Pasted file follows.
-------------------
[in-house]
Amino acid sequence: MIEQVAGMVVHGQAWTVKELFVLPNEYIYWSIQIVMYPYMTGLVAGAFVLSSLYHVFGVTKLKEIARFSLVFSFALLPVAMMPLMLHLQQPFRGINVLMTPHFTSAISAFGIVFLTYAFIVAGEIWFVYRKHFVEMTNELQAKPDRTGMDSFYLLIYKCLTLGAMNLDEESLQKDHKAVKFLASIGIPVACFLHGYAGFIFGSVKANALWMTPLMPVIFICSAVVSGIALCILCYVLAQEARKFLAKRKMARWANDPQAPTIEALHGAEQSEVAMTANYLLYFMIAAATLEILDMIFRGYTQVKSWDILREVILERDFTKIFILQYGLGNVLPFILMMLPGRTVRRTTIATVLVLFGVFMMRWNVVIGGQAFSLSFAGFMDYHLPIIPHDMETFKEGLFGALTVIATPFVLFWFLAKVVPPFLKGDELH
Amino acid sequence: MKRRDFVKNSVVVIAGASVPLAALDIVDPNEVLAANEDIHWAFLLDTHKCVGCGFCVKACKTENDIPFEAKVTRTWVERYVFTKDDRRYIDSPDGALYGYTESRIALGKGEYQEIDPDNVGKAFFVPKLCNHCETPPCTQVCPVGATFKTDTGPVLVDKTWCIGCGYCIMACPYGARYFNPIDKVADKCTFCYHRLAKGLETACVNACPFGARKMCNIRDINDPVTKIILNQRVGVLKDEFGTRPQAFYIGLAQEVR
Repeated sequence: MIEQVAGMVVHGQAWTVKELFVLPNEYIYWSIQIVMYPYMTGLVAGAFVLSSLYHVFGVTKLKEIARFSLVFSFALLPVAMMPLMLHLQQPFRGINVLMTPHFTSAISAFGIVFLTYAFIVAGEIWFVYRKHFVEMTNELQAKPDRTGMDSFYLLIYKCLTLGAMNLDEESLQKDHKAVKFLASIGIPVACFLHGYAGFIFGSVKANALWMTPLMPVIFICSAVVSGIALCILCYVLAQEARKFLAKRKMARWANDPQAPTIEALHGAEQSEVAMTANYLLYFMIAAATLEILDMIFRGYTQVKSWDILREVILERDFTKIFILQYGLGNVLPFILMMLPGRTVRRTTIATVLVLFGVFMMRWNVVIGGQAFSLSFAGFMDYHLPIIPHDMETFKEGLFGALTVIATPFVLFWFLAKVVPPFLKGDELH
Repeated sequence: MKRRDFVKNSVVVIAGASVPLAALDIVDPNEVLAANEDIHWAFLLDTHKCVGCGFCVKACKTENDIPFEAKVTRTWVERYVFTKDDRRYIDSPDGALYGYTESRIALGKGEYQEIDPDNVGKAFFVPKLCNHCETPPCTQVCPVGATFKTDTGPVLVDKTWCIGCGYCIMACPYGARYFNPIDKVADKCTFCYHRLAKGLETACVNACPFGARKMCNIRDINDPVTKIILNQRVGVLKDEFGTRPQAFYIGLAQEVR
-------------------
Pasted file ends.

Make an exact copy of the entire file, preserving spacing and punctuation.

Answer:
[in-house]
Amino acid sequence: MIEQVAGMVVHGQAWTVKELFVLPNEYIYWSIQIVMYPYMTGLVAGAFVLSSLYHVFGVTKLKEIARFSLVFSFALLPVAMMPLMLHLQQPFRGINVLMTPHFTSAISAFGIVFLTYAFIVAGEIWFVYRKHFVEMTNELQAKPDRTGMDSFYLLIYKCLTLGAMNLDEESLQKDHKAVKFLASIGIPVACFLHGYAGFIFGSVKANALWMTPLMPVIFICSAVVSGIALCILCYVLAQEARKFLAKRKMARWANDPQAPTIEALHGAEQSEVAMTANYLLYFMIAAATLEILDMIFRGYTQVKSWDILREVILERDFTKIFILQYGLGNVLPFILMMLPGRTVRRTTIATVLVLFGVFMMRWNVVIGGQAFSLSFAGFMDYHLPIIPHDMETFKEGLFGALTVIATPFVLFWFLAKVVPPFLKGDELH
Amino acid sequence: MKRRDFVKNSVVVIAGASVPLAALDIVDPNEVLAANEDIHWAFLLDTHKCVGCGFCVKACKTENDIPFEAKVTRTWVERYVFTKDDRRYIDSPDGALYGYTESRIALGKGEYQEIDPDNVGKAFFVPKLCNHCETPPCTQVCPVGATFKTDTGPVLVDKTWCIGCGYCIMACPYGARYFNPIDKVADKCTFCYHRLAKGLETACVNACPFGARKMCNIRDINDPVTKIILNQRVGVLKDEFGTRPQAFYIGLAQEVR
Repeated sequence: MIEQVAGMVVHGQAWTVKELFVLPNEYIYWSIQIVMYPYMTGLVAGAFVLSSLYHVFGVTKLKEIARFSLVFSFALLPVAMMPLMLHLQQPFRGINVLMTPHFTSAISAFGIVFLTYAFIVAGEIWFVYRKHFVEMTNELQAKPDRTGMDSFYLLIYKCLTLGAMNLDEESLQKDHKAVKFLASIGIPVACFLHGYAGFIFGSVKANALWMTPLMPVIFICSAVVSGIALCILCYVLAQEARKFLAKRKMARWANDPQAPTIEALHGAEQSEVAMTANYLLYFMIAAATLEILDMIFRGYTQVKSWDILREVILERDFTKIFILQYGLGNVLPFILMMLPGRTVRRTTIATVLVLFGVFMMRWNVVIGGQAFSLSFAGFMDYHLPIIPHDMETFKEGLFGALTVIATPFVLFWFLAKVVPPFLKGDELH
Repeated sequence: MKRRDFVKNSVVVIAGASVPLAALDIVDPNEVLAANEDIHWAFLLDTHKCVGCGFCVKACKTENDIPFEAKVTRTWVERYVFTKDDRRYIDSPDGALYGYTESRIALGKGEYQEIDPDNVGKAFFVPKLCNHCETPPCTQVCPVGATFKTDTGPVLVDKTWCIGCGYCIMACPYGARYFNPIDKVADKCTFCYHRLAKGLETACVNACPFGARKMCNIRDINDPVTKIILNQRVGVLKDEFGTRPQAFYIGLAQEVR